Corruption: A threat to our wildlife

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By Kotie Geldenhuys 

Corruption allows organised crime to function and flourish and wildlife crime, specifically the illegal wildlife trade, is no exception. The illegal wildlife trade is a highly profitable illicit business where corruption plays a significant role in enabling criminal networks to perpetrate, conceal and evade prosecution for their crimes. Corruption in the illegal wildlife trade is an international problem which sadly also happens in the Kruger National Park (KNP) which has faced a relentless onslaught of rhino poaching in the past couple of decades. In a research report by Julian Rademeyer which was released in January 2023, he stated that at this stage the KNP’s “greatest threat is internal corruption, itself a symptom of a breakdown in trust, staff cohesion and professionalism within the Park” (Rademeyer, 2023).

In 2019, the Financial Action Task Force (FATF), which is the global money laundering and terrorist financing watchdog, argued that the illegal wildlife trade generates an estimated $152 billion per year (TRAFFIC, 2023) and corruption plays an important role in generating this money. Corruption can occur at local, national and transnational levels and may involve both government officials and individuals from the private sector. Corrupt officials may turn a blind eye to illegal activities, accept bribes to ignore or assist criminals or manipulate legal procedures to protect offenders. The strong financial incentives offered by the illegal wildlife trade can attract individuals who are willing to engage in corruption to further their criminal activities. Such incentives might include the promise of substantial profits, social status within criminal networks and the perception of reduced risks due to corruption shielding them from law enforcement (Wildlife Justice Commission, 2022 and Wildlife Justice Commission, 2023).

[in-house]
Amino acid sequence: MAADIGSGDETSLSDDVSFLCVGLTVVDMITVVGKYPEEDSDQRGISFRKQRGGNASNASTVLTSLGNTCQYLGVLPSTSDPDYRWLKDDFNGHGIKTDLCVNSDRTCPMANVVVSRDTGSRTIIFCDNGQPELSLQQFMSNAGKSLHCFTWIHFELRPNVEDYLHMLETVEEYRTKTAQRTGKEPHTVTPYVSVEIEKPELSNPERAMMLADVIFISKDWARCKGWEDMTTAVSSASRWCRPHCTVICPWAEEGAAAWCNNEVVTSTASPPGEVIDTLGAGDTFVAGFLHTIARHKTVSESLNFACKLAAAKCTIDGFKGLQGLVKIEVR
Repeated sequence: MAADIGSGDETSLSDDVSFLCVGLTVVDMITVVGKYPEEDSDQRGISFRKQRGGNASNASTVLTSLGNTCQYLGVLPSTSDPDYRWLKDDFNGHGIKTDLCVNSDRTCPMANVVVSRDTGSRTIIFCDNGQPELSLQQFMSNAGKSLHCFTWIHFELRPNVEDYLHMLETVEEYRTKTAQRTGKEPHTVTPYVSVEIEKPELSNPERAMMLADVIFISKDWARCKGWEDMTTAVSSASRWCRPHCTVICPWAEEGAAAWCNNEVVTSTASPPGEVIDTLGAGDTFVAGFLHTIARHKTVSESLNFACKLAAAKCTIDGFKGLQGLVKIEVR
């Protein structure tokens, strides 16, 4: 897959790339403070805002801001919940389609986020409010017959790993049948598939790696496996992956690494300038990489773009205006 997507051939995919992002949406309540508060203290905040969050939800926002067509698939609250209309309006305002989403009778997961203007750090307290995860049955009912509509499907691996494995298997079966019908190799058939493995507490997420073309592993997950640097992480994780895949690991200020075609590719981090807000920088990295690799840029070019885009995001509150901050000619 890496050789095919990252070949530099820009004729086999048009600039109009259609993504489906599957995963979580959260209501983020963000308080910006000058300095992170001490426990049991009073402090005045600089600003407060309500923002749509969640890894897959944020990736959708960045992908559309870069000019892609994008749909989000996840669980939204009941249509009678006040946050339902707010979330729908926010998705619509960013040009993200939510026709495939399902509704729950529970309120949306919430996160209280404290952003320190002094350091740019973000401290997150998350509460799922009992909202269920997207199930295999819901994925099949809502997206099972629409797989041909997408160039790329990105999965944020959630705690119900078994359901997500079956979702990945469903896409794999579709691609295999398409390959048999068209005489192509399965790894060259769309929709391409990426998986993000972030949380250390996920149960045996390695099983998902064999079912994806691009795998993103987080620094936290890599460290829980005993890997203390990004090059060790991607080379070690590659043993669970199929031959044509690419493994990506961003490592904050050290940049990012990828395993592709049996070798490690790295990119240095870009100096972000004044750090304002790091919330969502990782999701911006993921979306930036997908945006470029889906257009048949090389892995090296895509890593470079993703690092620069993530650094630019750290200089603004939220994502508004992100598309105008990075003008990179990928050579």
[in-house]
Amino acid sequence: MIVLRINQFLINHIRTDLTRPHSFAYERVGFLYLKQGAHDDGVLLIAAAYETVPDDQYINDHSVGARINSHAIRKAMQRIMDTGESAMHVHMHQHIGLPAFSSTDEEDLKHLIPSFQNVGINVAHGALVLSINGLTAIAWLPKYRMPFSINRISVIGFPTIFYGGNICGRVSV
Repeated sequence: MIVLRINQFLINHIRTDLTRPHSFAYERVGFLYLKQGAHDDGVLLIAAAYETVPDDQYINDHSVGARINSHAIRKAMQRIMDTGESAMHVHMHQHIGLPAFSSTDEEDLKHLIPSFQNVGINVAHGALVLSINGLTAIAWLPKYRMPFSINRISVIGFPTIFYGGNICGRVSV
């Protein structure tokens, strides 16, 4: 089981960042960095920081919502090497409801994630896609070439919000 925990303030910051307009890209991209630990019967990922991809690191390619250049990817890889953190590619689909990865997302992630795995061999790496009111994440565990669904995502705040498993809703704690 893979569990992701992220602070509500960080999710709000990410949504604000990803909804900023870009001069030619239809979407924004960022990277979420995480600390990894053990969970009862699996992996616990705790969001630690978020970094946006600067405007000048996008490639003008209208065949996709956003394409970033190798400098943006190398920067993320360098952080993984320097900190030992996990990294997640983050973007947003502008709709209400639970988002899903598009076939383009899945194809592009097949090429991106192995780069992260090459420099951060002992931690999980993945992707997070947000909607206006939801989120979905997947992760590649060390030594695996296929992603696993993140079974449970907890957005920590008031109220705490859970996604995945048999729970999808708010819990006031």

Corruption along the supply chain
Some CITES*-listed species are high-value commodities targeted by organised criminal groups which make those responsible for protecting, managing and regulating trade in these species, vulnerable to intimidation and corruption. Corruption plays a significant role in the illegal wildlife trade at every stage of the global supply chain. Corrupt officials, whether in law enforcement, permit-issuing authorities or customs offices, can be bribed or coerced into turning a blind eye to illegal activities, allowing wildlife traffickers to operate with impunity (Wildlife Justice Commission, 2023). An analysis of SAPS records of 123 cases of rhino and elephant poaching revealed that law enforcement and conservation officials were implicated in at least 15% of the cases, either as the accused or by having aided the accused in committing the crimes (Wildlife Justice Commission, 2022).


[This is only an extract of an article that is published in Servamus: September 2023. This article is available for purchase.]

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